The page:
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Wed, Dec

The Everglades Coalition's Annual Conference seeks to raise critical, timely issues for in-depth debates in an open, accessible forum. This year's conference will be held in Key Largo, Florida. It begins with an opening reception on 8 January and continues through 11 January 2015. The theme is Send it South: Water for America's Everglades. Key themes include the RESTORE Act and Restoration Funding, Water Policy, Oil Spill Mitigation, Invasive Species Solutions, and the Role of Estuaries. The final day features a number of exciting field excursions that include snorkeling, glass bottom boat tours, and guided walking tours.

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Facing an onslaught of threats dating all the way back to the 1800’s it is clear to see why the African penguin is not coping in the environment. Historic guano, required for nesting, scraping as well as egg harvesting probably had the biggest impact on their numbers. Loss of food source due to overfishing, and climate change are some of the modern threats taking their toll on the species population. Current data suggests there are only about 40 000 of these endemic birds remaining and scientists state that this indicator species could be extinct in the wild within 15-20 years. With figures of close to 2 million birds 100 years ago, this decline is more than alarming.

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Secretary of the Interior Sally Jewell has named Abigail Ross Hopper the Director of the Bureau of Ocean Energy Management (BOEM), which manages the development of our nation's conventional and renewable energy and marine mineral resources on the Outer Continental Shelf.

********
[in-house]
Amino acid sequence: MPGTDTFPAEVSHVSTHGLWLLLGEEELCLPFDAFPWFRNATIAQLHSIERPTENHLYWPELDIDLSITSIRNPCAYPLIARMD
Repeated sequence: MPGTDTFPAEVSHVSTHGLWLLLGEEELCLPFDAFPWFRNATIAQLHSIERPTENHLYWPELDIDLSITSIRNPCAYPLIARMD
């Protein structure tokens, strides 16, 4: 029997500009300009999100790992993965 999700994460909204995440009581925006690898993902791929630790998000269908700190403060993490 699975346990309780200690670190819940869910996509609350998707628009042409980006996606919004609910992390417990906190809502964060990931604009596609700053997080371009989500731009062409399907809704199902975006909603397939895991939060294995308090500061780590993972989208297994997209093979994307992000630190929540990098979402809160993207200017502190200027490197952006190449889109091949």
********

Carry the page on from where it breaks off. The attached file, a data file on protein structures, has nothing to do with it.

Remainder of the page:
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Plans by Cheniere Energy to proceed with building a liquefied natural gas (LNG) terminal in Corpus Christi, Texas, on the coast of the Gulf of Mexico have been approved by the Federal Energy Regulatory Commission (FERC). It is the first LNG project of its kind to gain FERC approval in the U.S.

“We conclude that, with the conditions required herein, Corpus Christi liquefaction’s project results in minimal environmental impacts and can be constructed and operated safely,” the FERC said.

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In a lawsuit filed 23 December 2014, the Alaska Oil and Gas Association (AOGA) and the American Petroleum Institute (API) asked the court to declare the threatened species listing of the Arctic ringed seal unlawful. A subspecies of the mammal is listed by the National Oceanic and Atmospheric Administration (NOAA) as threatened, under the Endangered Species Act, per a finding in December 2012 by the National Marine Fisheries Service that the seals were “likely to become endangered within the foreseeable future as a result of the projected effects of climate change on its Arctic habitat.” Add a comment